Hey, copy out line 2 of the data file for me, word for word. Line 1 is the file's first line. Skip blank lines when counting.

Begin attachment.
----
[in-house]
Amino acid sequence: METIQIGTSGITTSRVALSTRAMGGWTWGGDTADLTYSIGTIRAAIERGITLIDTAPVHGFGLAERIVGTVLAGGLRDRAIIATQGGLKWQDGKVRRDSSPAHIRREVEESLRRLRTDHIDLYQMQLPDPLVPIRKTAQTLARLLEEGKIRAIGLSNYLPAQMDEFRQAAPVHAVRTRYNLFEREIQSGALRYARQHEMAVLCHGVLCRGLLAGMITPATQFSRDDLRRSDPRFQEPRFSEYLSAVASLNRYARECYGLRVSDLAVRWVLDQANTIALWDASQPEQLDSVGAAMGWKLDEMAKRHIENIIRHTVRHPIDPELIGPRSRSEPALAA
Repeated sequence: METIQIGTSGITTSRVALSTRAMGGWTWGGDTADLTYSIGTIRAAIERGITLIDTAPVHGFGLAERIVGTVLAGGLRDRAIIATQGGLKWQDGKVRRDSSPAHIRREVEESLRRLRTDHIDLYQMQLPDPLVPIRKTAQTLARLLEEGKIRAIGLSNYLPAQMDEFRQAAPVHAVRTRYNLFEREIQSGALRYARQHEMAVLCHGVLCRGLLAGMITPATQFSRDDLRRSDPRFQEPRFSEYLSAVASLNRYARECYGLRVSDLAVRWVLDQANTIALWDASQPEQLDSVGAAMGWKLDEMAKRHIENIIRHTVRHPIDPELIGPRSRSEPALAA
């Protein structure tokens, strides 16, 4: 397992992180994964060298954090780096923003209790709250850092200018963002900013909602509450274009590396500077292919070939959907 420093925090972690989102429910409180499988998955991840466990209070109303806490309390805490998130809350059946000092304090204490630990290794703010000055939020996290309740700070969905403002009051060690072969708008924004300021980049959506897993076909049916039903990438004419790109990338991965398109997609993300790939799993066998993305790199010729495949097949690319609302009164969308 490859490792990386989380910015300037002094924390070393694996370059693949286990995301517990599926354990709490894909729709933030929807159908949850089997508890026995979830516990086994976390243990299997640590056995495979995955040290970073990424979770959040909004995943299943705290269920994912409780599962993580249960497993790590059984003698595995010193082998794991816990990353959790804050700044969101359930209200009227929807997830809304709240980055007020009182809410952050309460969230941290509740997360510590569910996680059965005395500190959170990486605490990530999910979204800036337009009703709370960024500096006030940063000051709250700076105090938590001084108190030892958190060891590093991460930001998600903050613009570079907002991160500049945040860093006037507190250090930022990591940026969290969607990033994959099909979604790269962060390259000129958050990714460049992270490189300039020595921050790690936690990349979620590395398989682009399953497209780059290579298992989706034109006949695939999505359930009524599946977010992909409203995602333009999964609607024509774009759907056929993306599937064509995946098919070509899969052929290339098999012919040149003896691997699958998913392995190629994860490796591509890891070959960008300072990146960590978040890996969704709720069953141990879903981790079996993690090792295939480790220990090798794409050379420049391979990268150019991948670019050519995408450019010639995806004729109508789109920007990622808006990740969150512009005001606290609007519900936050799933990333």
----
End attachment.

Amino acid sequence: METIQIGTSGITTSRVALSTRAMGGWTWGGDTADLTYSIGTIRAAIERGITLIDTAPVHGFGLAERIVGTVLAGGLRDRAIIATQGGLKWQDGKVRRDSSPAHIRREVEESLRRLRTDHIDLYQMQLPDPLVPIRKTAQTLARLLEEGKIRAIGLSNYLPAQMDEFRQAAPVHAVRTRYNLFEREIQSGALRYARQHEMAVLCHGVLCRGLLAGMITPATQFSRDDLRRSDPRFQEPRFSEYLSAVASLNRYARECYGLRVSDLAVRWVLDQANTIALWDASQPEQLDSVGAAMGWKLDEMAKRHIENIIRHTVRHPIDPELIGPRSRSEPALAA